Ella Fitzgerald with Chick Webb and His Orchestra | Love and Kisses


  1. <3
    I support all of this! You are a great photographer and more importantly a great human!

    As a fellow dance photographer I empathize with this. I was also feeling the same and had positioned myself as one of the more 'expensive' dance event photographers to try to avoid this. This also meant that I got much less work as a dance photographer. Even as a 'more expensive' dance photographer I still would not have been able to justify that as sustainable way to run my business. For a large event I would take as many photos as I would for a wedding day and get paid 1/10th. I don't think I will ever go back to that struggle and will instead pay to go to dance events and make money some other way because that is much more cost efficient for me.

    I hope they pay you and make it more expensive for me. I also hope they start paying themselves but that's a whole other rant :P

  2. While I have never entered the realm of professional photography, I feel where you are coming from. It does often seem a few dance event organisers, when they put together a budget, regard having a professional photographer as a "nice to have" and it features quite low in their priorities. I guess that's understandable, given all the other essential expenses such as the venue, musicians and often teachers. Later during the process, perhaps when enough tickets are sold and the balance sheet looks rosier, the thought of hiring the photographer emerges.

    Photography is an art form where the final product is appreciated, but the work to get there rarely is. No one sees the editing process, or the time taken looking for good light or interesting perspectives or the countless photos that didn't quite make the cut. What they see is an expensive camera and an operator. Sadly many people think they are simply hiring equipment with someone that knows which buttons to press. I feel that pain.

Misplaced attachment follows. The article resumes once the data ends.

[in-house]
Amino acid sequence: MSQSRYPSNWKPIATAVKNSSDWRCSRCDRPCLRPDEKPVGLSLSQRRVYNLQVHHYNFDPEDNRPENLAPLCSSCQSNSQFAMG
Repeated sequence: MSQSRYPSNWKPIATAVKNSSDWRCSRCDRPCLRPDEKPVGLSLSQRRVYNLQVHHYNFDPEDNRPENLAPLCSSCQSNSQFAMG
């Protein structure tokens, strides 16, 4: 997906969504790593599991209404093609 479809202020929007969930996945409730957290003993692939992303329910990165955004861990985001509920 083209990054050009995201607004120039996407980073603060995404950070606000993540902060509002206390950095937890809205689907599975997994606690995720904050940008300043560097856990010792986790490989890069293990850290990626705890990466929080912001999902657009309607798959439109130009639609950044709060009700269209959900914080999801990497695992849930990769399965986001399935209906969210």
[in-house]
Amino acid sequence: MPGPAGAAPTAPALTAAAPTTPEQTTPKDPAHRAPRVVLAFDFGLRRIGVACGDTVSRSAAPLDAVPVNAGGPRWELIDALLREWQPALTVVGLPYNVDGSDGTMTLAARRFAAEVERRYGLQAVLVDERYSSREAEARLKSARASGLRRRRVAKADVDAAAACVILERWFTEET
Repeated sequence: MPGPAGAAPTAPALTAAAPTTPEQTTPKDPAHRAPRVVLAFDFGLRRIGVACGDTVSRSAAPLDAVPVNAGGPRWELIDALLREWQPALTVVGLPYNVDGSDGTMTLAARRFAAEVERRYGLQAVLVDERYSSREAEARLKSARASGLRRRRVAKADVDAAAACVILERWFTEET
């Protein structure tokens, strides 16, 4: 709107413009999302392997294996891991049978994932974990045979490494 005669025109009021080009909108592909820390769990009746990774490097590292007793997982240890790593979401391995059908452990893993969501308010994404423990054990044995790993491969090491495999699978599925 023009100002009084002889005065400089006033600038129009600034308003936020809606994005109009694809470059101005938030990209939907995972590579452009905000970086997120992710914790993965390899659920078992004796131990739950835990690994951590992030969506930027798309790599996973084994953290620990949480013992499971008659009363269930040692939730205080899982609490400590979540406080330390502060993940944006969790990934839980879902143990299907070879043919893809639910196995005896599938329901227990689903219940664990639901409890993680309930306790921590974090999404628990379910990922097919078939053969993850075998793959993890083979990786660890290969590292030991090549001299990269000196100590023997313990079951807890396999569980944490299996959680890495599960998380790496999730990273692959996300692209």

As an amateur dance photographer, I always took photos for motivations other than making a living from it. I wanted to train myself to be more observant, I wanted to give friends some memories and sometimes I wanted an excuse to take a break from dancing and just chill out without the anxiety of saying no to dance requests. On some occasions, a few photos turned out well. Ones that I now proudly (arrogantly?) display in my living room. I admit, this has probably made the life for professionals harder - as some organisers now see such free or cheap amateurs like me as a potential option to get the photos they want.

    But the truth is, I can't consistently deliver the quantity of good photos that professionals like you deliver. I lack the experience, the trained eye. I can get one or two good photos if I'm lucky, but I don't want the pressure of a client expecting a large raft of high quality memories. I would find it extremely hard to both enjoy an event and dance lots and somehow find time to deliver all the professional photos a client wants as well. I am also consistently in awe of professionals like yourself and others who capture so many high quality, interesting and creative shots.

    Despite not even having the money woes, I still had anxieties. Mostly about getting bored of my own photos and lacking inspiration. The lockdown has made me reflect on this. I've looked at the joy captured in some photos and reminded myself what it was all about and I'm greatly looking forward to shooting again soon.

    Thanks for your story

    P.S. I love your photos too